So, rather than asking myself what others might think, the real question I should be asking is: what do I want to accomplish, and from whom might I get feedback to make sure I’m going about what I need to do as effectively as possible? 

This immediately raises the specter of selfishness for me. When one only cares about what they want, they inherently disregard others’ wants and needs, right? Not necessarily. Two principles hold true:  

  1. Apply your air mask first. If you can’t take care of yourself, you can’t take care of others. 
  2. You can want what others want. Sometimes what you want will coincide with what others want, and when it does, that’s a great opportunity to team up and discover even more beyond what you and they wanted. 
I used to confuse self-awareness with superficial activities such as not wearing makeup or not going with the crowd. Sometimes the crowd is going to a great place, and sometimes makeup can be a fun expression of one’s artistic abilities. Self-awareness, at least so I am learning, is about declaring clearly to yourself not what you think others want you to want, but what you want unto yourself.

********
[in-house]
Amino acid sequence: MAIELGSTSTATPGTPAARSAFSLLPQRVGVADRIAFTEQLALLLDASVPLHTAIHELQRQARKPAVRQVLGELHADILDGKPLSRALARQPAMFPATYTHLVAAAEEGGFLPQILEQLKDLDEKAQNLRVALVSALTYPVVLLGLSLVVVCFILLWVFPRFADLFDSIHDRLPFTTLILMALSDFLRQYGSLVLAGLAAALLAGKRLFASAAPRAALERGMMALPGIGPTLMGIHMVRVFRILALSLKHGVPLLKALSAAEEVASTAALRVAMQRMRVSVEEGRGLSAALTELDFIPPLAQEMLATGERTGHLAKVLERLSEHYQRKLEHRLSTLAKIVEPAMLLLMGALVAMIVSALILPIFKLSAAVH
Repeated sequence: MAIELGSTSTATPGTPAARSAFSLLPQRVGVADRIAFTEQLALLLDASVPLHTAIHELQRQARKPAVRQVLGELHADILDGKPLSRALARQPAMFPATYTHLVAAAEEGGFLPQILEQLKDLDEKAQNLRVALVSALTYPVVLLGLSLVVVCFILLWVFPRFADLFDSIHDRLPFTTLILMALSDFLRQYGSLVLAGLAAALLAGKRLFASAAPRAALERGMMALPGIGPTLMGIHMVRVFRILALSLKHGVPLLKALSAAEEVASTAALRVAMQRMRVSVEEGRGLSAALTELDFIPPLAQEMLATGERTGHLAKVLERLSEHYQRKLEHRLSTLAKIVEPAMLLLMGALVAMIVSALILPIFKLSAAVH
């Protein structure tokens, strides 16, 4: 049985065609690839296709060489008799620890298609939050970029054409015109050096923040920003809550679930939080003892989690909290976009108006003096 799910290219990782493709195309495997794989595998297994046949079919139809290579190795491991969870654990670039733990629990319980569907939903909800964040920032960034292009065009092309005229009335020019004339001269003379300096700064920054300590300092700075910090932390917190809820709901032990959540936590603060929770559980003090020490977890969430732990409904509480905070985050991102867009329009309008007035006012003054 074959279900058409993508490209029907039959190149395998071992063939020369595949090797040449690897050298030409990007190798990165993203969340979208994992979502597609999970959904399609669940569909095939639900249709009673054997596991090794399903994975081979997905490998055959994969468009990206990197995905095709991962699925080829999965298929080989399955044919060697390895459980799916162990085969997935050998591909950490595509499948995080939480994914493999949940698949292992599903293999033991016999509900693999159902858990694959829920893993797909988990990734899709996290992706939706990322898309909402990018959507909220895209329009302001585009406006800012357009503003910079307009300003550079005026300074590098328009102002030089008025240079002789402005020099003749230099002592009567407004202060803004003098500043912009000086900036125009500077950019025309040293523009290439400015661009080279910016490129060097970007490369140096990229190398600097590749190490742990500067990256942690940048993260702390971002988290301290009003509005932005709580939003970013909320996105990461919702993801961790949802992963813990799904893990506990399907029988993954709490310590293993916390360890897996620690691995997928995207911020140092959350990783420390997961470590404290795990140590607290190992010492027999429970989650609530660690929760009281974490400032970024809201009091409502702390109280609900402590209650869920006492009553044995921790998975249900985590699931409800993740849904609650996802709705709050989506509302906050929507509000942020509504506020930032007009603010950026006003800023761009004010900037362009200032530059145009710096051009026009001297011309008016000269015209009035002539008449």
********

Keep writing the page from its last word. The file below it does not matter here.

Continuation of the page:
So, knowing all of this, what is one to do? Well, in my case, I’m focusing a bit more on when I make choices, pausing to ask myself what I want to accomplish, and what I am willing to sacrifice to get it. I am watching for language such as:  

  • What will people think of me if I do that?
  • How will I look to others if I do that?
  • How am I being seen right now?
There’s a time and place for great performances (and I do love me a great performance!), but it should not come at the expense of taking the life path one wants to take -- rather than the one others want them to take instead.  
I may write for free, but when I get support, that's awesome too!
Thank you, as always to my two largest supporters: Natalya Pemberton & Tim Karu!

Natalya is a culture and design enthusiast learning Sustainable Systems at the innovative Presidio Graduate School.

Tim runs the Mercury Inn in Portland, Maine.

These folks have generously supported E is for Everything on Patreon. Please jump on through to learn more about both them and their projects.
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...cloves, ginger, all-spice, nutmeg and almond milk."
Emi Kolawole · E is for Everything HQ · Palo Alto California 94306 · USA